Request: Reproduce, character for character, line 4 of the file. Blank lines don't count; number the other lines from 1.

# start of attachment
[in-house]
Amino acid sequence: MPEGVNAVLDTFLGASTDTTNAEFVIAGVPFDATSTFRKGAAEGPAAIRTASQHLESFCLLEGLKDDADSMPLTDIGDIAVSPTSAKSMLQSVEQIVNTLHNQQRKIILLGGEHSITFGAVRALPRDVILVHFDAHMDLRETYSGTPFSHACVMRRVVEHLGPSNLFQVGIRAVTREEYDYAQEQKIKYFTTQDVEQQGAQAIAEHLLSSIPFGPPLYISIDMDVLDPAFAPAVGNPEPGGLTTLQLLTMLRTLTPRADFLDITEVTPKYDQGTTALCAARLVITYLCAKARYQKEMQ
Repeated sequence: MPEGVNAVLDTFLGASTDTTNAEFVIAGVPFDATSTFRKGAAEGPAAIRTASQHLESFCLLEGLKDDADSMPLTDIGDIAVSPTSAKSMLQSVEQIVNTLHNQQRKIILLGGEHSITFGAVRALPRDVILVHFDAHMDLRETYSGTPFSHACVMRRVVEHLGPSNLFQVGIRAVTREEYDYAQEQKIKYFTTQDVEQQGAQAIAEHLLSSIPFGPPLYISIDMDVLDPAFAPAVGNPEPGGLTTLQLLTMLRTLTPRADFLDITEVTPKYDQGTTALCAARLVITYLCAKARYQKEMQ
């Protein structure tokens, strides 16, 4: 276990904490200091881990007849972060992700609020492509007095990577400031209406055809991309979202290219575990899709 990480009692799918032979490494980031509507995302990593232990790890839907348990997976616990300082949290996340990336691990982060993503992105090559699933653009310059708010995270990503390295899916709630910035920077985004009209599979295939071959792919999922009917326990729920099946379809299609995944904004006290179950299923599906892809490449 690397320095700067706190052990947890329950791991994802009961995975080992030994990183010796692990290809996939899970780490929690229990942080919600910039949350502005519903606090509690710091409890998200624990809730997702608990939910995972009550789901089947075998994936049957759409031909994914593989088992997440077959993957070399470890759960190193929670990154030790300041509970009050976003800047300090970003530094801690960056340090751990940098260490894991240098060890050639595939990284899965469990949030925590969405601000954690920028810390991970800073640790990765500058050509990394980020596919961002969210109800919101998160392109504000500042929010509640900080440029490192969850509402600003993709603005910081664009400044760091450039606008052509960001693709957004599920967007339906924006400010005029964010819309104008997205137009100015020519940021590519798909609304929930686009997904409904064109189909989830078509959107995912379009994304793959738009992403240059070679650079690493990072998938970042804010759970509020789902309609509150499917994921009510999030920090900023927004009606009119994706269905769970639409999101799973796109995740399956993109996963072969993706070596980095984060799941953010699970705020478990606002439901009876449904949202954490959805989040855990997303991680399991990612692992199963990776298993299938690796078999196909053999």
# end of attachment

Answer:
């Protein structure tokens, strides 16, 4: 276990904490200091881990007849972060992700609020492509007095990577400031209406055809991309979202290219575990899709 990480009692799918032979490494980031509507995302990593232990790890839907348990997976616990300082949290996340990336691990982060993503992105090559699933653009310059708010995270990503390295899916709630910035920077985004009209599979295939071959792919999922009917326990729920099946379809299609995944904004006290179950299923599906892809490449 690397320095700067706190052990947890329950791991994802009961995975080992030994990183010796692990290809996939899970780490929690229990942080919600910039949350502005519903606090509690710091409890998200624990809730997702608990939910995972009550789901089947075998994936049957759409031909994914593989088992997440077959993957070399470890759960190193929670990154030790300041509970009050976003800047300090970003530094801690960056340090751990940098260490894991240098060890050639595939990284899965469990949030925590969405601000954690920028810390991970800073640790990765500058050509990394980020596919961002969210109800919101998160392109504000500042929010509640900080440029490192969850509402600003993709603005910081664009400044760091450039606008052509960001693709957004599920967007339906924006400010005029964010819309104008997205137009100015020519940021590519798909609304929930686009997904409904064109189909989830078509959107995912379009994304793959738009992403240059070679650079690493990072998938970042804010759970509020789902309609509150499917994921009510999030920090900023927004009606009119994706269905769970639409999101799973796109995740399956993109996963072969993706070596980095984060799941953010699970705020478990606002439901009876449904949202954490959805989040855990997303991680399991990612692992199963990776298993299938690796078999196909053999």